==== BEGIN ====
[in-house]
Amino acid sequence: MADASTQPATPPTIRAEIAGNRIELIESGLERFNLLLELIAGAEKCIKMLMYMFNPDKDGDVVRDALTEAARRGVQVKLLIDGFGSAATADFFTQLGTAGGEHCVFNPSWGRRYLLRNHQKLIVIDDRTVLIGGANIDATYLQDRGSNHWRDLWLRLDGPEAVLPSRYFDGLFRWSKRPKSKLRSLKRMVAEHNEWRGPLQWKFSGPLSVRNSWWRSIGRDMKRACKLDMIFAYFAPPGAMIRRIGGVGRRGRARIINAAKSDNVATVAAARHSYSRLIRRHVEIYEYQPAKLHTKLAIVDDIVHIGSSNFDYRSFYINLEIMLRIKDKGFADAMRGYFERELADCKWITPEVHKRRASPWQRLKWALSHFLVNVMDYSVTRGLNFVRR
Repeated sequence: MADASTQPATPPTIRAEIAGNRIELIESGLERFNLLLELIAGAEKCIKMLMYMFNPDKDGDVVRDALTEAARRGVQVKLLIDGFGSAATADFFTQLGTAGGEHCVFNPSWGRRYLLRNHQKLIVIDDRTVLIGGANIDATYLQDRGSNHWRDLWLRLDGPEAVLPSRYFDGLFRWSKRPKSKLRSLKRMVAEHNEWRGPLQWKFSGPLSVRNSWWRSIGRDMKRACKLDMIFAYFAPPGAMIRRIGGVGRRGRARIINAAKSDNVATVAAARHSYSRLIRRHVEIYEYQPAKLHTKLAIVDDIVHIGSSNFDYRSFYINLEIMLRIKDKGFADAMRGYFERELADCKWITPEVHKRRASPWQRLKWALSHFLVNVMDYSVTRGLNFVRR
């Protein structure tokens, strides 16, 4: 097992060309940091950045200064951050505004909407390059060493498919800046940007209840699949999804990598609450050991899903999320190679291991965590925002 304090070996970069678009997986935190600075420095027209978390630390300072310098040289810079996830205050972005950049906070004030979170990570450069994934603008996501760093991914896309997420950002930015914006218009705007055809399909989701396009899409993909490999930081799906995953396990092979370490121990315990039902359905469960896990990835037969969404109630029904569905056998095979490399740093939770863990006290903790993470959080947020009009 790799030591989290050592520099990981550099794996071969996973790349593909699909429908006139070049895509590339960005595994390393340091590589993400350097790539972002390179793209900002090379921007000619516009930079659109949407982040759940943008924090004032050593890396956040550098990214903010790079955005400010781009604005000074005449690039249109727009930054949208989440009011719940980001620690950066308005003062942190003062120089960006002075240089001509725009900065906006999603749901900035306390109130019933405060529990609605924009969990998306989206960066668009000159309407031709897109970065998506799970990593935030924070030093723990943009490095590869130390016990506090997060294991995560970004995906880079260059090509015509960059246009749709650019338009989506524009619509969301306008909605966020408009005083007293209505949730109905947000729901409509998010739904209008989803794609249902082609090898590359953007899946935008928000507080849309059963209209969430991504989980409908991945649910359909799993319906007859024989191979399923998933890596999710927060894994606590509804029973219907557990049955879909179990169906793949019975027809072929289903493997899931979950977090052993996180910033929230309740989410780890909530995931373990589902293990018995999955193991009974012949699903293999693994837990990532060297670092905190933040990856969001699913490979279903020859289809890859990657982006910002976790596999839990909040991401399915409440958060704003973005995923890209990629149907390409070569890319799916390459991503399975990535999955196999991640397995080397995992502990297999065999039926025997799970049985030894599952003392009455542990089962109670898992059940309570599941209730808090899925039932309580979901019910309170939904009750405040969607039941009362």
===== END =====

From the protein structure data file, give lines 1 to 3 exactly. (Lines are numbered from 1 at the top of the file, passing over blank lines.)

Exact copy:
[in-house]
Amino acid sequence: MADASTQPATPPTIRAEIAGNRIELIESGLERFNLLLELIAGAEKCIKMLMYMFNPDKDGDVVRDALTEAARRGVQVKLLIDGFGSAATADFFTQLGTAGGEHCVFNPSWGRRYLLRNHQKLIVIDDRTVLIGGANIDATYLQDRGSNHWRDLWLRLDGPEAVLPSRYFDGLFRWSKRPKSKLRSLKRMVAEHNEWRGPLQWKFSGPLSVRNSWWRSIGRDMKRACKLDMIFAYFAPPGAMIRRIGGVGRRGRARIINAAKSDNVATVAAARHSYSRLIRRHVEIYEYQPAKLHTKLAIVDDIVHIGSSNFDYRSFYINLEIMLRIKDKGFADAMRGYFERELADCKWITPEVHKRRASPWQRLKWALSHFLVNVMDYSVTRGLNFVRR
Repeated sequence: MADASTQPATPPTIRAEIAGNRIELIESGLERFNLLLELIAGAEKCIKMLMYMFNPDKDGDVVRDALTEAARRGVQVKLLIDGFGSAATADFFTQLGTAGGEHCVFNPSWGRRYLLRNHQKLIVIDDRTVLIGGANIDATYLQDRGSNHWRDLWLRLDGPEAVLPSRYFDGLFRWSKRPKSKLRSLKRMVAEHNEWRGPLQWKFSGPLSVRNSWWRSIGRDMKRACKLDMIFAYFAPPGAMIRRIGGVGRRGRARIINAAKSDNVATVAAARHSYSRLIRRHVEIYEYQPAKLHTKLAIVDDIVHIGSSNFDYRSFYINLEIMLRIKDKGFADAMRGYFERELADCKWITPEVHKRRASPWQRLKWALSHFLVNVMDYSVTRGLNFVRR